Reduction of Atherosclerotic Area and Cholesterol Deposition
Severe atherosclerosis was developed in animals after 12 weeks of a high cholesterol diet. The atherosclerotic area in the abdominal aorta was 37.2±4.4% and the cholesterol deposition in the thoracic aorta was 28.7±1.9 mg/g in the high cholesterol group (see Fig 5⇓). Probucol treatment resulted in a 74% decrease in atherosclerotic area and a 56% decrease in cholesterol deposition. SM treatment caused a 56% decrease in atherosclerotic area and a 50% decrease in cholesterol deposition. Both decreases were statistically significant (P<.005) compared with the high cholesterol group values.
The present study showed that water-soluble SM, which contained Sal B as a potent antioxidant, scavenged DPPH radicals and inhibited Cu2+-induced LDL oxidation. SM feeding reduced endothelial damage and the severity of atherosclerosis in cholesterol-fed NZW rabbits. LDLs from SM-treated animals contained more vitamin E and were more resistant to oxidation ex vivo.
The content of SM in a high cholesterol diet was 5.0%. Since SM contained only 4.4% of Sal B, the actual concentration of Sal B in the chow was only 0.22%, a value much lower than that of probucol (1%). The DPPH-scavenging activity of a water-soluble antioxidant was dependent on its oxidizable functional group. Sal B and SM exerted radical-scavenging activities effectively in the DPPH system. However, antioxidant activity tested in the LDL system was further dependent on the interaction with LDL particles.35 Lipophilic antioxidants, such as probucol, bound to LDL and augmented the protective effects in LDL oxidation. It is interesting to notice that the relative potency of Sal B to SM remained unchanged in both assay systems. This is an indirect evidence that the antioxidant activity of SM predominantly came from Sal B. Being water-soluble and negatively charged, Sal B is less likely to bind to LDL through the Cu2+ binding sites. At a 40-fold higher concentration than its IC50 value, Sal B did not exhibit a detectable wavelength shift or absorption change when coincubated with LDL from the high cholesterol group (authors’ unpublished data, 1997).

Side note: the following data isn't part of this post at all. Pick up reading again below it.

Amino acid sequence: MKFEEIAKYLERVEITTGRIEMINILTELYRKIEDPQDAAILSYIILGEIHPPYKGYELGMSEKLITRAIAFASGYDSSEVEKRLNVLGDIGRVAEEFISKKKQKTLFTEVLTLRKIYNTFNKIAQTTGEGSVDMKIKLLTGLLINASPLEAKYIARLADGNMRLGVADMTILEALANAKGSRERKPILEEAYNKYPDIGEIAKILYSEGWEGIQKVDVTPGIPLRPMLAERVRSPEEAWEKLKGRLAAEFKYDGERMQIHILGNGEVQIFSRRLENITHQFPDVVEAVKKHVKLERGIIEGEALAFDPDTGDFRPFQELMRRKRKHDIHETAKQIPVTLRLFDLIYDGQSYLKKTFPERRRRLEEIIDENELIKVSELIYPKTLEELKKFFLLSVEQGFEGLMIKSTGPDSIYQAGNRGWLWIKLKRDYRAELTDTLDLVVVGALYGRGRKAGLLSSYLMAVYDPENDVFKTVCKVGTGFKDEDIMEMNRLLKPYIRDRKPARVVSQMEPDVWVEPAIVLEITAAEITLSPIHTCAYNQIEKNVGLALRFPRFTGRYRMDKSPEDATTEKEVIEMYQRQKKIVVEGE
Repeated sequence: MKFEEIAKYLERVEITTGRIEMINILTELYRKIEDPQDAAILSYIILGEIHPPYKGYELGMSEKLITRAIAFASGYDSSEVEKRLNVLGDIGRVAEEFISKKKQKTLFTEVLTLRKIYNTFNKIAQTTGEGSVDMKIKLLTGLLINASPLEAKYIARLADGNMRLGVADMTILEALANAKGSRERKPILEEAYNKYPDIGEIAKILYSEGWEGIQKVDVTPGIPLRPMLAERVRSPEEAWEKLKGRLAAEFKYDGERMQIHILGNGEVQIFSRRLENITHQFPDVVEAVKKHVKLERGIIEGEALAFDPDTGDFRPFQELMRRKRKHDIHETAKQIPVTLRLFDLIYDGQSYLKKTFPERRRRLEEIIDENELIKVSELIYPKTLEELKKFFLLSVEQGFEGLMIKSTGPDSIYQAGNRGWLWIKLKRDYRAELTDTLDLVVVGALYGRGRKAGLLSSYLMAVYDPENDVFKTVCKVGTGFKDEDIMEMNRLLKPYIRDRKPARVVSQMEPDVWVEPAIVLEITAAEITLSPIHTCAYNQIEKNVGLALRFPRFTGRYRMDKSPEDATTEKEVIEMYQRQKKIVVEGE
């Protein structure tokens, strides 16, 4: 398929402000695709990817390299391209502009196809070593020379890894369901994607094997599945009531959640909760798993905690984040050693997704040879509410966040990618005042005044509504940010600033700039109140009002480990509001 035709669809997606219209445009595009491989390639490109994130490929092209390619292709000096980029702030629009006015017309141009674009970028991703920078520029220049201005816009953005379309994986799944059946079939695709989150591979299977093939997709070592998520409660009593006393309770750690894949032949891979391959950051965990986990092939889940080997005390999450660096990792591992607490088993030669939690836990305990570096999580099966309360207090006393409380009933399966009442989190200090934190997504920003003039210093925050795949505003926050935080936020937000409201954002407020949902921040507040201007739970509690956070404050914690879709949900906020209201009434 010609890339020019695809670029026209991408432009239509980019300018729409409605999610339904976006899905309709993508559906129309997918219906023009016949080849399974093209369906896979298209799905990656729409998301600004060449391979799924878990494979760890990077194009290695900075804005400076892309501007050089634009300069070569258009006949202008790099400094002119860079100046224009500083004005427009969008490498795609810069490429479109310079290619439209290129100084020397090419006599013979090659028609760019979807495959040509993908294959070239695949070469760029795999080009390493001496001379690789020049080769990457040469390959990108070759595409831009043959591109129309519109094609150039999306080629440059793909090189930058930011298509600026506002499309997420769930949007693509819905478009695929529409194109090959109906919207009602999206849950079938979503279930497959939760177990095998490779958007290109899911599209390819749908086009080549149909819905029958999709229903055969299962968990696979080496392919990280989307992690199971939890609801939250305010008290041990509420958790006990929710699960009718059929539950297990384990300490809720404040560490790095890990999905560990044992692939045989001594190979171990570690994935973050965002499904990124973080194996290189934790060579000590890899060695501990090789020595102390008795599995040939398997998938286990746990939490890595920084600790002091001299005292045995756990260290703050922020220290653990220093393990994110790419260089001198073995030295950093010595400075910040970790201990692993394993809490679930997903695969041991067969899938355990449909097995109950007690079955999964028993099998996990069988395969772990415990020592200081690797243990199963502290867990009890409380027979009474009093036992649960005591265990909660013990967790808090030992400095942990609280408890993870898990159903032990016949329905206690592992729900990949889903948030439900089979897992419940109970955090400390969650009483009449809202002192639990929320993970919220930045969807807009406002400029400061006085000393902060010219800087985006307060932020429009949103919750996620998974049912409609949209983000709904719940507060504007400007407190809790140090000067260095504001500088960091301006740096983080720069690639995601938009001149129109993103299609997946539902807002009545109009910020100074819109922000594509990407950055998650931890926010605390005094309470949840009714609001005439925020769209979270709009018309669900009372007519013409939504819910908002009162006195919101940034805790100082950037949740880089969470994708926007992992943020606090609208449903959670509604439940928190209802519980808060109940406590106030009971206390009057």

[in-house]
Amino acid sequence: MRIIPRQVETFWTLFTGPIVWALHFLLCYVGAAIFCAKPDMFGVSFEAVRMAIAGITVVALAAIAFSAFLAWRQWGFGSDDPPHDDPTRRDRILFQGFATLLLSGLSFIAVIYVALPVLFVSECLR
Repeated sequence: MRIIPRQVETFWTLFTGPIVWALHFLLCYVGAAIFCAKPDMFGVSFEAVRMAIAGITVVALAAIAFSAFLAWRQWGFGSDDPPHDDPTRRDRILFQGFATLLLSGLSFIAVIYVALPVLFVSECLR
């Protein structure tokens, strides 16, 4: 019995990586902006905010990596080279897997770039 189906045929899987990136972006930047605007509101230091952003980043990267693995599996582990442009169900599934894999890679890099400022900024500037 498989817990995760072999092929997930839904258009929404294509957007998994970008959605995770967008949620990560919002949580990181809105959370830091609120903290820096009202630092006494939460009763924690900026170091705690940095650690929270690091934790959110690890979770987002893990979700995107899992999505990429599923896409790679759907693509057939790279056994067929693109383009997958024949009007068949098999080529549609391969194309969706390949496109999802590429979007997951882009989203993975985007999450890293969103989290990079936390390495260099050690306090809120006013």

The severity of the atherosclerotic area in the abdominal aorta foretold the severity of cholesterol deposition in the thoracic aorta, and vice versa. There was a linear correlation (y=1.224x−1.54, r2=.807, P<.001) between atherosclerotic area and cholesterol deposition. Cholesterol exposure is a known risk factor of atherosclerosis in cholesterol-fed rabbits.17 To reveal the influence of factors other than elevation of plasma cholesterol, the atherosclerotic area was normalized by cholesterol exposure. Results showed that SM and probucol significantly reduced the atherosclerotic area per unit of cholesterol exposure. Atherosclerotic areas under similar amounts of cholesterol exposure were less in the SM-treated (−40%) and probucol-treated (−53%) groups than in the high cholesterol group. It is concluded that the antiatherosclerotic effects of SM and probucol rely not only on the cholesterol-lowering effects but also on their antioxidant activities.